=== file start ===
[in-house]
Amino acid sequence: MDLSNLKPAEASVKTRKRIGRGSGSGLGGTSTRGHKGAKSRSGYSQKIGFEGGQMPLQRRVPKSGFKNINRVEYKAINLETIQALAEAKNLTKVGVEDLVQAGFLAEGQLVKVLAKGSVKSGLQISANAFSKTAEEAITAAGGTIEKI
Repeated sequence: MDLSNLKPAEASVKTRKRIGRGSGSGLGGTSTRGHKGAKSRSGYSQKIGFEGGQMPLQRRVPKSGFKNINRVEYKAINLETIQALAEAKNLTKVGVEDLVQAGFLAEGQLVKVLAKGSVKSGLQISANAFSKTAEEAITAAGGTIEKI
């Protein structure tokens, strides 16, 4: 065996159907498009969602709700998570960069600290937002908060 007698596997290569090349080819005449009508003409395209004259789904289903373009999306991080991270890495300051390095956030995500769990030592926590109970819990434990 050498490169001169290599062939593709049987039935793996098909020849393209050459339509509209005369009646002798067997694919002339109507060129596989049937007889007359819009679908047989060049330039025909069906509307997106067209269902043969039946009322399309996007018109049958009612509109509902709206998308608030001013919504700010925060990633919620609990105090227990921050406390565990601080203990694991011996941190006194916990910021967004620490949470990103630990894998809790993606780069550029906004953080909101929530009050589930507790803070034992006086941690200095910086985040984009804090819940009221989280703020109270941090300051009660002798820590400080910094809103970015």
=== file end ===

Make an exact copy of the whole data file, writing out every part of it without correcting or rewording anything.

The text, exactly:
[in-house]
Amino acid sequence: MDLSNLKPAEASVKTRKRIGRGSGSGLGGTSTRGHKGAKSRSGYSQKIGFEGGQMPLQRRVPKSGFKNINRVEYKAINLETIQALAEAKNLTKVGVEDLVQAGFLAEGQLVKVLAKGSVKSGLQISANAFSKTAEEAITAAGGTIEKI
Repeated sequence: MDLSNLKPAEASVKTRKRIGRGSGSGLGGTSTRGHKGAKSRSGYSQKIGFEGGQMPLQRRVPKSGFKNINRVEYKAINLETIQALAEAKNLTKVGVEDLVQAGFLAEGQLVKVLAKGSVKSGLQISANAFSKTAEEAITAAGGTIEKI
């Protein structure tokens, strides 16, 4: 065996159907498009969602709700998570960069600290937002908060 007698596997290569090349080819005449009508003409395209004259789904289903373009999306991080991270890495300051390095956030995500769990030592926590109970819990434990 050498490169001169290599062939593709049987039935793996098909020849393209050459339509509209005369009646002798067997694919002339109507060129596989049937007889007359819009679908047989060049330039025909069906509307997106067209269902043969039946009322399309996007018109049958009612509109509902709206998308608030001013919504700010925060990633919620609990105090227990921050406390565990601080203990694991011996941190006194916990910021967004620490949470990103630990894998809790993606780069550029906004953080909101929530009050589930507790803070034992006086941690200095910086985040984009804090819940009221989280703020109270941090300051009660002798820590400080910094809103970015």